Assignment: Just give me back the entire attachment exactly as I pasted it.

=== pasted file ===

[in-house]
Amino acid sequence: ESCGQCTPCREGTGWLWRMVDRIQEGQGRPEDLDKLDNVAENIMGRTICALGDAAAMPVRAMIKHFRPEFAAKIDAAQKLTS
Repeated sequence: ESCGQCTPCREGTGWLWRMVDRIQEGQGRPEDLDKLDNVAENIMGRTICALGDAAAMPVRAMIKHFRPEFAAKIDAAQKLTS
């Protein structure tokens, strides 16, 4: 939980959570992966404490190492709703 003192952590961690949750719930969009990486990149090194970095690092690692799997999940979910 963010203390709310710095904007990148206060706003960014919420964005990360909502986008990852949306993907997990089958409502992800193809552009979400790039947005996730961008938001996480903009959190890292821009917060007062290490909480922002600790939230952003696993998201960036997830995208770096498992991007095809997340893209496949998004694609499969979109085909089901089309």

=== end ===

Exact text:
[in-house]
Amino acid sequence: ESCGQCTPCREGTGWLWRMVDRIQEGQGRPEDLDKLDNVAENIMGRTICALGDAAAMPVRAMIKHFRPEFAAKIDAAQKLTS
Repeated sequence: ESCGQCTPCREGTGWLWRMVDRIQEGQGRPEDLDKLDNVAENIMGRTICALGDAAAMPVRAMIKHFRPEFAAKIDAAQKLTS
């Protein structure tokens, strides 16, 4: 939980959570992966404490190492709703 003192952590961690949750719930969009990486990149090194970095690092690692799997999940979910 963010203390709310710095904007990148206060706003960014919420964005990360909502986008990852949306993907997990089958409502992800193809552009979400790039947005996730961008938001996480903009959190890292821009917060007062290490909480922002600790939230952003696993998201960036997830995208770096498992991007095809997340893209496949998004694609499969979109085909089901089309």